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    10 years seems to be pretty widely accepted here for longcase, would have been sooner before synthetic oils. I've seen the same advised for dial clocks and bracket clocks.
     
  9. kinsler33

    kinsler33 Registered User

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    I just replace the batteries once a year.

    M Kinsler

    hee hee hee hee
     
  10. djstucker

    djstucker Registered User
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    Anytime I overhaul or clean a movement, I use my label maker to note the date, , what work was performed, and BPH. I stick this inside the case somewhere so that I never lose the record.
     
  11. moe1942

    moe1942 Registered User

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    That's my method too...
     
  12. moe1942

    moe1942 Registered User

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    I agree.
     
  13. R. Croswell

    R. Croswell Registered User
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    Assuming that's your bike in your avatar, do you also wait until it loses 500 rpm when you rev it, or until starts to smoke or misfire, or otherwise 'lets you know it needs attention' before performing the manufacturer's maintenance schedule?

    RC
     
  14. kinsler33

    kinsler33 Registered User

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    So, what is recommended? Tear down and clean the movement, polishing the pivots and burnishing the holes? Or just put oil in the pivots, as Howard Miller recommends in the puzzling booklet that comes with each of its grandfather clocks? Or just oil the easily accessible pivots, which is what seems to have been done by the locals (now departed) after elaborately assuring the owner that only they possess the magic synthetic oil? Do we or do we not oil previously-oiled pivots?

    Clock maintenance should probably not be compared to that for motor vehicles. Manufacturers maintenance recommendations aside, clocks are all alike, with their low speeds, low loads, fanciful gear-tooth profiles and plain bearings that rattle.

    Clock oil takes years to evaporate. Does it need to be changed like your engine oil, which is subject to very high temperatures and continually contaminated by the products of combustion? The gear wheels in your car's transmission have teeth cut such that they retain rolling contact even when distorted by the extreme loads of acceleration. Do we do this with clock wheels? Nor have I ever seen a clock with a burned-out or spun bearing. Nor a seized bearing, if memory serves.

    M Kinsler
     
  15. novicetimekeeper

    novicetimekeeper Registered User
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    I have an 18th century waywiser with helical gears, but I agree, I haven't seen them in a clock.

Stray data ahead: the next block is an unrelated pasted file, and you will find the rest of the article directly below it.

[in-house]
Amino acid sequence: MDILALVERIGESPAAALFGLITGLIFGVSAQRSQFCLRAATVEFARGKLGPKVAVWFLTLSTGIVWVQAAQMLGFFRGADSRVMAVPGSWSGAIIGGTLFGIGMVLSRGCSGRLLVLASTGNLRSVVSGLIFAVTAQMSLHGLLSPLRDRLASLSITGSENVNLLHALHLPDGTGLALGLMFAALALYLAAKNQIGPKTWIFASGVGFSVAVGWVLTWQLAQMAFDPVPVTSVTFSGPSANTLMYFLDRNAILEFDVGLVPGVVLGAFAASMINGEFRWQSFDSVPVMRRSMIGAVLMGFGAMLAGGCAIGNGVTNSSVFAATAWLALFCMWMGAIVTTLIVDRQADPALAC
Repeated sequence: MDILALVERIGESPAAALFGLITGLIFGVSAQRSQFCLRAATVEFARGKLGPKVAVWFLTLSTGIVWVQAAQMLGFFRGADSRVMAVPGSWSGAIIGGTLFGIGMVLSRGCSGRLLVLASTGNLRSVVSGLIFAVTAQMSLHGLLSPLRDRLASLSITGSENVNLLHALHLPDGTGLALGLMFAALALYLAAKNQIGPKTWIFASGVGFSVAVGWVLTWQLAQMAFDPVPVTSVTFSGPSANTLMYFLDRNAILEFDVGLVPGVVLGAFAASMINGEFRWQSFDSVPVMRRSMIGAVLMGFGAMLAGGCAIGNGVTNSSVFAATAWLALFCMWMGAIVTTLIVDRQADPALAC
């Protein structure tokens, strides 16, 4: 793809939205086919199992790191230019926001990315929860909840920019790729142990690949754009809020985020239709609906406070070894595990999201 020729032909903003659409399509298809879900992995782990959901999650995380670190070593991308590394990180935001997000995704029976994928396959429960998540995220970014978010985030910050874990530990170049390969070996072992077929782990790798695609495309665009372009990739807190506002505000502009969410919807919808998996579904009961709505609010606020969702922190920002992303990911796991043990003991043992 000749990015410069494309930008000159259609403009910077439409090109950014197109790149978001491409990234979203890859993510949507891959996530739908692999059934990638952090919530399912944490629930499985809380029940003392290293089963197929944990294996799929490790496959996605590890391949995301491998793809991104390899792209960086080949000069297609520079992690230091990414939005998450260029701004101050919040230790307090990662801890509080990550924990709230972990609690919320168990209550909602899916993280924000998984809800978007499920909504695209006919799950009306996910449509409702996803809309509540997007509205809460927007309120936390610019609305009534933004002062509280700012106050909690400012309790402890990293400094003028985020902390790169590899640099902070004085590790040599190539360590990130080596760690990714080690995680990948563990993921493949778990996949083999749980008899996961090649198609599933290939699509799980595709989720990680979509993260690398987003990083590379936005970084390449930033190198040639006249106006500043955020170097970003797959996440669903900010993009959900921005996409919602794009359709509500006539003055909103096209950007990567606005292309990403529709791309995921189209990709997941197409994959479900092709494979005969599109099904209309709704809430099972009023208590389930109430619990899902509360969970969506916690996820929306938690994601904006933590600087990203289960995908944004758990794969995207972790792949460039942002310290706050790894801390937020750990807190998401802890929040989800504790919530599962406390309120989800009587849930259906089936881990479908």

As you say, clock gears move very slowly, and apart from the great wheels under very small loads. Also there is no combustion process adding waste products to the oil.
     
  16. Kevin W.

    Kevin W. Registered User

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    I guess i am from the old school, i prefer to repair before the repairs get too extensive. Like the old Fram oil filter commercials. You can pay me now, or pay me later :)
     
  17. R. Croswell

    R. Croswell Registered User
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    If the clock is not running and/or is unknown to me then I want it to come apart and be cleaned, pivots inspected etc before oiling. If the clock is one of mine or one I have previously serviced I may just oil it IF there is no "pivot poop" and the movement looks clean inside (no dust accumulation etc). I would no recommend just oiling the accessible pivots. Especially for modern clocks, follow the maker's instructions. The oils of yesterday turn to goo sooner than modern oil so it is probably ok to cheat a bit on vintage instructions and older texts.

    RC
     
  18. zedric

    zedric Registered User
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    There is a series of skeleton clocks using helical gearing, the name MacDowall being associated with them. There is a photo of one here http://www.my-time-machines.net/macdowall_detail.htm and others can be found on the net. As explained in the text below the linked image, it would appear these clocks were made this way simply because they looked different (and in the format of skeleton clocks this can be seen and appreciated), rather than for any performance reasons....
     
  19. R&A

    R&A Registered User

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    I don't run the ones I restore for my collection
     
  20. novicetimekeeper

    novicetimekeeper Registered User
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    I don't have them all running, only 8 at the moment.
     
  21. woodlawndon

    woodlawndon Registered User

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    An interesting thread. As I begin to acquire more clocks all the time, I am going to start a log book with a description, my best assessment of it's age/history and maintenance of each one to help me with the cycle. Another purpose of the log book could be a type of roadmap of each clock's history so that when I pass and they end up with family members, they will have an idea of each clock's history. Thanks for the suggestion.
     
  22. bruce linde

    bruce linde Technical Admin
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    it might be the web equivalent of 'when you have a hammer, everything looks like a nail', but as a web guy i've created a folder on my computer called 'clocks'... with one folder for each of my clocks, named appropriately and containing original seller images, my photos after cleaning/servicing, info (pdfs from nawcc, etc.) and notes about each one... all in one handy location.